I think you find him treading water—but I think it's beyond that. He's slightly just trying to keep his head and figure out what it is he wants in his life. He's a little bit lost, which is true I think, in Season One. He's always the outsider. He's always never quite fitting in anywhere, and I think that's true in Season Two again. You find him trying to figure out whether this is really something he not only wants to do, but can actually do.
You're right. Perry, at the end of the season, gets more structure to his life, comes together with this core team of Della and Paul in the office. But he also seems to be asking more questions of himself as the credits roll.
MR: Yeah, yeah. Very much so. It's these big life changes that give him those big questions and make him look inward at times.
MB: He's faced with this theory by Hamilton Burger, which is that there is no real justice. There's only the illusion of justice. I think that weighs on Perry's mind throughout the entire season. Like, what is this all about? Through this case, exploring that, and trying to find the answer to that.
Can you tell me anything about the new case?
MB: What I will say is that it really deals with, like I said earlier: what does justice look like for the people with the means and the power, versus those who have nothing? It's a murder case, but the circumstances of... I just don't want to give too much away.
No, that’s perfect. What’s the team of Perry, Della, Paul going to look like?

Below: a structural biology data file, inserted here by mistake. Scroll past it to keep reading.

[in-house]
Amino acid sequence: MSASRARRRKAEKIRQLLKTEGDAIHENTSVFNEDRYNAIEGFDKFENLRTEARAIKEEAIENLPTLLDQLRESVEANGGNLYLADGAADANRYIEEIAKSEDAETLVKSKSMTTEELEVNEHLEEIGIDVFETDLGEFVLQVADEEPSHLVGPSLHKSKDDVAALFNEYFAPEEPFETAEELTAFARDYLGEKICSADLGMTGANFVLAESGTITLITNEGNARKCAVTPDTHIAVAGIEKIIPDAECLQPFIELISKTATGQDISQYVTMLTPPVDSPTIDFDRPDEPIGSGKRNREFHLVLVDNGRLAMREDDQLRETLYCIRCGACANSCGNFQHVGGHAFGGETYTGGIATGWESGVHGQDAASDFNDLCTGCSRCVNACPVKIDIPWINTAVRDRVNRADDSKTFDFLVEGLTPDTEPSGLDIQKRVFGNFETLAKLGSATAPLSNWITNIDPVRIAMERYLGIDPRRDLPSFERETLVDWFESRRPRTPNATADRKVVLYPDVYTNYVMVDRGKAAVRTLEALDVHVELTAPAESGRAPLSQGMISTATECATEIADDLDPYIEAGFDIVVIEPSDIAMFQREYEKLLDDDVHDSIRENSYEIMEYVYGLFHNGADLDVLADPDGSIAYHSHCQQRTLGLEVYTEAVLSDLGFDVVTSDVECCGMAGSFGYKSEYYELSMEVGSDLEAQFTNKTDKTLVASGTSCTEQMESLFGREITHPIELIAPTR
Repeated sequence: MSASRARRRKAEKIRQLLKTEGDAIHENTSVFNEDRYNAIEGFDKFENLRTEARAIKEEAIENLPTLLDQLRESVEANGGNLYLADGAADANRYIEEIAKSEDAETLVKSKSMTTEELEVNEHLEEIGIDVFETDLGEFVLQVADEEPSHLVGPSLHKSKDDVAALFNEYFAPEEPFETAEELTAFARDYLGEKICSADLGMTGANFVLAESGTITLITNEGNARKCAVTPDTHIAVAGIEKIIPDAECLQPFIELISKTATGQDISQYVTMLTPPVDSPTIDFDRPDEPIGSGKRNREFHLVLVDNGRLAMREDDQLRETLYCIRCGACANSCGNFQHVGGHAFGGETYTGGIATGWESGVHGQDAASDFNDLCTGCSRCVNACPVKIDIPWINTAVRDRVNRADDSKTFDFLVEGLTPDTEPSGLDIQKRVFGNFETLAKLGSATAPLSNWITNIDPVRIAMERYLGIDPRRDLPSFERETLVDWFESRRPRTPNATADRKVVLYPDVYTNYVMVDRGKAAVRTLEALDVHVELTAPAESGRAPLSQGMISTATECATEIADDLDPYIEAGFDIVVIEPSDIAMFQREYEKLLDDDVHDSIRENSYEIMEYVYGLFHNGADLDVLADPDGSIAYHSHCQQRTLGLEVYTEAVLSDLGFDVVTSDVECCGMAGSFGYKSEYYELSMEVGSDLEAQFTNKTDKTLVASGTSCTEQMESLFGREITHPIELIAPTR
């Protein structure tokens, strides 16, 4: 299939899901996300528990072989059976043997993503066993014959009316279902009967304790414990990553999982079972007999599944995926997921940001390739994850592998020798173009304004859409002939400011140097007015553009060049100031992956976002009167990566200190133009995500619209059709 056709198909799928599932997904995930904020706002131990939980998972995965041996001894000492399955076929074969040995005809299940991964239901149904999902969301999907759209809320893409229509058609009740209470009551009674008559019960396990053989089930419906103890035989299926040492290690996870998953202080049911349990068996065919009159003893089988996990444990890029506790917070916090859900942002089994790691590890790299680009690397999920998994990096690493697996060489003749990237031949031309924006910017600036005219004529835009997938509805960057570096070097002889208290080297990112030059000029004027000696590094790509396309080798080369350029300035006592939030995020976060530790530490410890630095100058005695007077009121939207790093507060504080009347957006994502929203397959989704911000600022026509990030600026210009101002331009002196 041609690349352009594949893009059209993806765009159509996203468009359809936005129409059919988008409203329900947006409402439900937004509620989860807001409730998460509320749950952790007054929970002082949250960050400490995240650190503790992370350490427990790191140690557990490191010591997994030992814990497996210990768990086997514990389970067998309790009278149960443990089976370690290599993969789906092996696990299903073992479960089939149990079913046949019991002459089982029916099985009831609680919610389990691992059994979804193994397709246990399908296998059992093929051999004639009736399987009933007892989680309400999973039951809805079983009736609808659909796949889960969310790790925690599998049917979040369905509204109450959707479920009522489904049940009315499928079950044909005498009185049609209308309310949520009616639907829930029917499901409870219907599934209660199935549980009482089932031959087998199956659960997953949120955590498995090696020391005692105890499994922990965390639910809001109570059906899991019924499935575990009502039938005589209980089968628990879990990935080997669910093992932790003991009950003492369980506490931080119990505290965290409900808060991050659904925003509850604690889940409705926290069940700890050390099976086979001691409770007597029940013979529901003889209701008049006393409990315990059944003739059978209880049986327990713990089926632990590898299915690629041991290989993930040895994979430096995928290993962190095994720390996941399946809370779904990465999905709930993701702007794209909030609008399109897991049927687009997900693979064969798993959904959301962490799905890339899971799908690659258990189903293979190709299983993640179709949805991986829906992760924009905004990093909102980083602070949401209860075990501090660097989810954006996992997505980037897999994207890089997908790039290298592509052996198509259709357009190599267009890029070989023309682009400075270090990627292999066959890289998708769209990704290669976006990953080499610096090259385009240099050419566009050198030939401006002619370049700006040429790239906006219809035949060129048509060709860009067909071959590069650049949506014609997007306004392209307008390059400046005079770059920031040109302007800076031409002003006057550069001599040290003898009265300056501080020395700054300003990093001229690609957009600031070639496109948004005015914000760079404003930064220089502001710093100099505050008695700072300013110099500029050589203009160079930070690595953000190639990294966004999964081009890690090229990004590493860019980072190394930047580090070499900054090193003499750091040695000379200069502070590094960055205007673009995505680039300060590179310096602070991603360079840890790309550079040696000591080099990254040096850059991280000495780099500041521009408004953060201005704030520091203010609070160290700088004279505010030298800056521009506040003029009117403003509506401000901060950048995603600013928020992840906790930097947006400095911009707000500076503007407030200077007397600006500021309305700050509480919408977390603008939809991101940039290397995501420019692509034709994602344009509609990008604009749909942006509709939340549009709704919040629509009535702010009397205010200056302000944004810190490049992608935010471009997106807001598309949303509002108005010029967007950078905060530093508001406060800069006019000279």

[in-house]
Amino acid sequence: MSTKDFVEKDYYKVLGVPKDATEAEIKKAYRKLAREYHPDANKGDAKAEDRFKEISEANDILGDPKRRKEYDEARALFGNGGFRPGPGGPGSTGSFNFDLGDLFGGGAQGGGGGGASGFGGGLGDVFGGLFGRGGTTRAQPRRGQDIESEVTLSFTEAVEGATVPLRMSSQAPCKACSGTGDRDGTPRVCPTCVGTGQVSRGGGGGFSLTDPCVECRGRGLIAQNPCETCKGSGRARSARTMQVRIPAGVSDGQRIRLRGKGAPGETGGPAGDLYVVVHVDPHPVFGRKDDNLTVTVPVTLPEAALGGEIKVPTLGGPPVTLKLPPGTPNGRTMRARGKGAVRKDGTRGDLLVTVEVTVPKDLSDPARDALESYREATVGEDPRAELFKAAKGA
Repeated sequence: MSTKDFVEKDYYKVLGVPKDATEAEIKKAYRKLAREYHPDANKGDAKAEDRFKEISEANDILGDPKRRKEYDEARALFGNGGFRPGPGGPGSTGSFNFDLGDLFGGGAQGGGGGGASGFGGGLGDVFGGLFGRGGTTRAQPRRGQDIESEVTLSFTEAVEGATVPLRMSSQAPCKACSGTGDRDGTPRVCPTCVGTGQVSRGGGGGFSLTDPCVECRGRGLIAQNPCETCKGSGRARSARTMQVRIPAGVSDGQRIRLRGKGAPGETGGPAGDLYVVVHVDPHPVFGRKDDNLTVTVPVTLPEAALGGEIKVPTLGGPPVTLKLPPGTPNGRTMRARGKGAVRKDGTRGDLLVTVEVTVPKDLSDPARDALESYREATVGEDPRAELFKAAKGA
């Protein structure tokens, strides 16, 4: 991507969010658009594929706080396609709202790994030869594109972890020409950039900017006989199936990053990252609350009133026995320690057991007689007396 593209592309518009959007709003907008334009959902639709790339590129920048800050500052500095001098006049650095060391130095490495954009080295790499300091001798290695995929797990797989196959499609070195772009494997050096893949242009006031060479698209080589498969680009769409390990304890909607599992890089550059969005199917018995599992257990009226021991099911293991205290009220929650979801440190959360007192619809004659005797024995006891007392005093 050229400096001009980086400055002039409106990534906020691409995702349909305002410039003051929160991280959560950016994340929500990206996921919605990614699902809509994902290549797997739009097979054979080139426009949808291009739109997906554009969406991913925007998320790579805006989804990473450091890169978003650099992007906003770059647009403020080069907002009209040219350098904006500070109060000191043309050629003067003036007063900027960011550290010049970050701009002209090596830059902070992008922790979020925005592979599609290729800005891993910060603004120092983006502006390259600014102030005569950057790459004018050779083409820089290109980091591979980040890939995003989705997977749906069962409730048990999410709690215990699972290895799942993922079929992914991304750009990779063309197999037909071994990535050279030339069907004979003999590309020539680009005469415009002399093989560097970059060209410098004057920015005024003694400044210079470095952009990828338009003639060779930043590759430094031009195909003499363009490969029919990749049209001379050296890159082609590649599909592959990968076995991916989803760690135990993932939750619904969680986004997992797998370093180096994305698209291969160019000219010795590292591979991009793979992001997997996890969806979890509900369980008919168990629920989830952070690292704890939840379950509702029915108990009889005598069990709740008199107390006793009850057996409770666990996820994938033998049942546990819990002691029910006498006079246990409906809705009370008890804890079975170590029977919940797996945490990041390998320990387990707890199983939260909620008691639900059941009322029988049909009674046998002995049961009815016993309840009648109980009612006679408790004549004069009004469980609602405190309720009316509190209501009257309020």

MR: I think what's great dramaturgically is that you imagine that—especially given the end of Season One, just forming this Charlie's Angels moment—where you actually find them again in Season Two is they are very much drifting apart. The work that I think Perry did not promise, but certainly hoped that Paul could do, isn't proving fruitful. It builds resentment from Paul, because he gave up a lot in order to join Perry's team. Perry's feeling very disillusioned with what it is he's doing. I think that frustrates Della a great deal. She's trying to remain the driving force within this, trying to keep them all not only afloat—but to keep her own ambitions buoyant, as Perry seemingly drifts a little from the mandate.
Looking at these pictures, I do have to ask you, Matthew: is that you riding a vintage Harley Davidson motorcycle?
MR: It is me! It is me that is doing stunts. My own emotional work. But that was a very, very easy motorcycle to ride. There was an introduction to the original Harley Davidson, which the stunt coordinator was like, "OK, so you have to press this lever, then engage the clutch there at this moment in time." Everyone quickly realized there was no way on God's green Earth that was ever going to happen, so they modified it and turned it to a very expensive electrical motorbike.
Costume Design by Catherine Adair